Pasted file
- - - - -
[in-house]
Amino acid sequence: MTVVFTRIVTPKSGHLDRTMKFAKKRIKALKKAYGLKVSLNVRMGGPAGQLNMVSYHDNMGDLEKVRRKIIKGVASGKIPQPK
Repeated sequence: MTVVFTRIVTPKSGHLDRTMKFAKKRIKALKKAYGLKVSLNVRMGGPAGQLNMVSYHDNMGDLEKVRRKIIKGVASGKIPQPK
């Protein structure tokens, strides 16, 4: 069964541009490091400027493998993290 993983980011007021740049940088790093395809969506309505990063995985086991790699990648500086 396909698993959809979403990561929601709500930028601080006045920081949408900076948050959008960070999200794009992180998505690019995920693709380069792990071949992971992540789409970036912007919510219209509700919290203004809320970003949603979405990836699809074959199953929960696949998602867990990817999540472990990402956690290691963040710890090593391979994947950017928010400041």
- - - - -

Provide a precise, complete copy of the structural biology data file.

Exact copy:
[in-house]
Amino acid sequence: MTVVFTRIVTPKSGHLDRTMKFAKKRIKALKKAYGLKVSLNVRMGGPAGQLNMVSYHDNMGDLEKVRRKIIKGVASGKIPQPK
Repeated sequence: MTVVFTRIVTPKSGHLDRTMKFAKKRIKALKKAYGLKVSLNVRMGGPAGQLNMVSYHDNMGDLEKVRRKIIKGVASGKIPQPK
């Protein structure tokens, strides 16, 4: 069964541009490091400027493998993290 993983980011007021740049940088790093395809969506309505990063995985086991790699990648500086 396909698993959809979403990561929601709500930028601080006045920081949408900076948050959008960070999200794009992180998505690019995920693709380069792990071949992971992540789409970036912007919510219209509700919290203004809320970003949603979405990836699809074959199953929960696949998602867990990817999540472990990402956690290691963040710890090593391979994947950017928010400041």